An Interview With Joy Veh: International Woman Of Love

On August 25th and 26th Jewish matchmaker Joy Veh will grace the Bryant Lake Bowl stage for an unforgettable night of matchmaking, merriment and laughter. The Long Island native performed in Minneapolis earlier this year at the VFW Purim party. She’s also performed her show, described as part Dame Edna and part Dating Game, in Puerto Vallarta, Mexico. To learn more about Joy, and the show that she’ll be doing, TC Jewfolk reached her for a phone interview from her Long Island home.

Joy VehTC Jewfolk: Hi Joy, can you hear me alright?

Joy Veh: Of course, my Rugelach. Hope you don’t mind, I’ve put you on speakerphone while I thumb through my Super Saver.
TCJ: That’s totally fine. Why don’t we start this thing with a little bit about you. Where you’re from, how you became a matchmaker, that sort of thing.
JV: My name is Joy Veh, I’m from Valley Stream, Long Island, and I work in Dr. Levy’s dental factory, making those little molds, you know, when you get your teeth implanted—I actually shave off the sides to make everything fit.
TCJ: Really? How’d you get into that?
JV: That’s what was there. Times are tough in Valley Stream; Jews are on the way out. We’ve had to turn our synagogue into a part time bagel shop. That’s the only way we can make it.
TCJ: Your synagogue is a bagel shop?
JV: Yeah. We all have to put in two shifts a week. B’nai Lox.
TCJ: Couldn’t you just hire some employees…
JV: It’s not that simple, Rugelach.
TCJ: Sorry. Let’s switch to your matchmaking. How did that start?
JV: Well, I was sitting in the Dr. Levy’s office one day, and on the left of me was Leah, on the right of me was Jonathan, and I knew there was some love connection between the two of them, so I started planting little things to make them fall in love. Then later I invited the two of them over for dinner. I pretended the power went out and sorta, you know, pushed them together.
TCJ: What happened?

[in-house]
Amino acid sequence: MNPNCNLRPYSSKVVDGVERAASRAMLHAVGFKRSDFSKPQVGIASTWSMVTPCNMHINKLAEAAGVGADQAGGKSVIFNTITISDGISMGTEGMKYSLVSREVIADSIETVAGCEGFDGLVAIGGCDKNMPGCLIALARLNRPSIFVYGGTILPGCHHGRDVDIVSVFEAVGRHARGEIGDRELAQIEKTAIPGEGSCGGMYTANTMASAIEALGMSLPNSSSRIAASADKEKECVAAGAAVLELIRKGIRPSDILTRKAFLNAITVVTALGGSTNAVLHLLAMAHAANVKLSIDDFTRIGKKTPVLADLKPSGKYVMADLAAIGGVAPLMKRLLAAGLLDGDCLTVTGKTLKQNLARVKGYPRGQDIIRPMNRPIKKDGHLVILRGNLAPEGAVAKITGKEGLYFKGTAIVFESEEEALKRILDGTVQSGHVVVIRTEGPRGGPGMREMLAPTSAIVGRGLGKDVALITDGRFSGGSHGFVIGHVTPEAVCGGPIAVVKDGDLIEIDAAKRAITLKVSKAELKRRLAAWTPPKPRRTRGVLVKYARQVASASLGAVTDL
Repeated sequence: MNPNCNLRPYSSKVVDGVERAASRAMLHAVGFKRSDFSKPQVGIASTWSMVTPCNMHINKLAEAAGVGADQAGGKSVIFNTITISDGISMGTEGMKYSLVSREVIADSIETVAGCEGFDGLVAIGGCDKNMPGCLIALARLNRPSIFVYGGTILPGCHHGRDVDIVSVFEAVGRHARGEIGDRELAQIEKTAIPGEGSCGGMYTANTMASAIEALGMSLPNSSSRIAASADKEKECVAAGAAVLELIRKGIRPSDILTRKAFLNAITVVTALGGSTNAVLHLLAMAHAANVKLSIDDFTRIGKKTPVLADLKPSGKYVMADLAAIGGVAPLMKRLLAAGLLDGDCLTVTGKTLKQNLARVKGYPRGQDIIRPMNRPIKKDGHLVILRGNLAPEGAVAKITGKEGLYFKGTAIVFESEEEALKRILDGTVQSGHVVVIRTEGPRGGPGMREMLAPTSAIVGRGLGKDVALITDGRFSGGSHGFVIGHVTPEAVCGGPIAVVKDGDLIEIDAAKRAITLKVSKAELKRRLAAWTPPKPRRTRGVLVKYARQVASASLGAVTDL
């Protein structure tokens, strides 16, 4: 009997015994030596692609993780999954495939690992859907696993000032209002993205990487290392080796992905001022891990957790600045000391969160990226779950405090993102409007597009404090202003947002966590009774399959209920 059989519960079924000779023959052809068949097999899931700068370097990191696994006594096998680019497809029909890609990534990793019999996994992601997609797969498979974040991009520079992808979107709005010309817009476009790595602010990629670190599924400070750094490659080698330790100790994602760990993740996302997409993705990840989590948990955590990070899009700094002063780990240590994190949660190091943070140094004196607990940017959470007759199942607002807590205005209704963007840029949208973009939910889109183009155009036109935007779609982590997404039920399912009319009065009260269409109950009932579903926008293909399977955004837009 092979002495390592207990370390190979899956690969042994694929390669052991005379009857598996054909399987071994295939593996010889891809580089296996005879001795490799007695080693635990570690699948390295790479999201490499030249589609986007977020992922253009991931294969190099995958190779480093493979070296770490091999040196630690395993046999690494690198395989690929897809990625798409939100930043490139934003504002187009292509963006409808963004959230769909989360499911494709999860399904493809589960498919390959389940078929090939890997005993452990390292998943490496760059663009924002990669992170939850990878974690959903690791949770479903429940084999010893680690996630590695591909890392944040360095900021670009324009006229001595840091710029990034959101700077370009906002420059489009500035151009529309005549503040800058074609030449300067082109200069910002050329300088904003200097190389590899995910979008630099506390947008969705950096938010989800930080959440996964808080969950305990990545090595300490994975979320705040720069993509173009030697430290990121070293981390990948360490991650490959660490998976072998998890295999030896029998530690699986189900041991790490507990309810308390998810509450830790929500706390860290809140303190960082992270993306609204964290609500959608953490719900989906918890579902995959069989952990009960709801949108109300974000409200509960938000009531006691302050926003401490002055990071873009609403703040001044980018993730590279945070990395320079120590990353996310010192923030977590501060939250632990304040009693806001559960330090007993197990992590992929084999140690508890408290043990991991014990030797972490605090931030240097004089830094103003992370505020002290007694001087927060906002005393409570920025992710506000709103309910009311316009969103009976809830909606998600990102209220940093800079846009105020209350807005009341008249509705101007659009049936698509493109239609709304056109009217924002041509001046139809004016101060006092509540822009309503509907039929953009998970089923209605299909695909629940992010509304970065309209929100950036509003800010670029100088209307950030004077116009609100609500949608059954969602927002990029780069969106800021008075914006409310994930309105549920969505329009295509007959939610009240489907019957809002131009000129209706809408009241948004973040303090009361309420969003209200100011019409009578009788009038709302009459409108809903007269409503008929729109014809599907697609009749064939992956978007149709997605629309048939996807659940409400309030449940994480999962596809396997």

JV: Oh, they were horrified! Jonathan is 48 and Leah is 22, so maybe that’s not a perfect match. But that’s when I said, “I should become a matchmaker.”
TCJ: Which I guess led to your show here at the Uptown VFW on Purim. Did any matches come from that?
JV: I haven’t heard from anyone, but I tried.
TCJ: Will it be a similar show at Bryant Lake Bowl?
JV: It’ll be an extravaganza! A love extravaganza—talking about love, finding love, helping people in the audience find love, finding couples and helping them understand how they fell in love.
I’ll also be showing pictures and slides of my most recent vacation. My friend Ethel surprised me with a two-day cruise from New York to New Jersey. It was lovely. So I have a whole slideshow and pictures of that.
TCJ: Will there be audience participation?
JV: Oh yeah. Hopefully there will be people there. If there are only three people in the audience, then we’ll be making matches with three people all night long.
TCJ: That’s a bit risqué, isn’t it?
JV: Hey, love is love, Rugelach. You never know.
TCJ:  Anything else?
JV: You’ll just have to come to the show. There could be more vacation slides; there might be a makeover; who knows! Might be some advice from Joy on how to be a modern lady.
TCJ: Like what?
JV: I recommend not showing much skin.
TCJ: Why not?
JV: Because people don’t want to think you’re a hussy.
TCJ: Going back to your matchmaking, do you just do Jewish matches? Would you match a Jew with a non-Jew ever?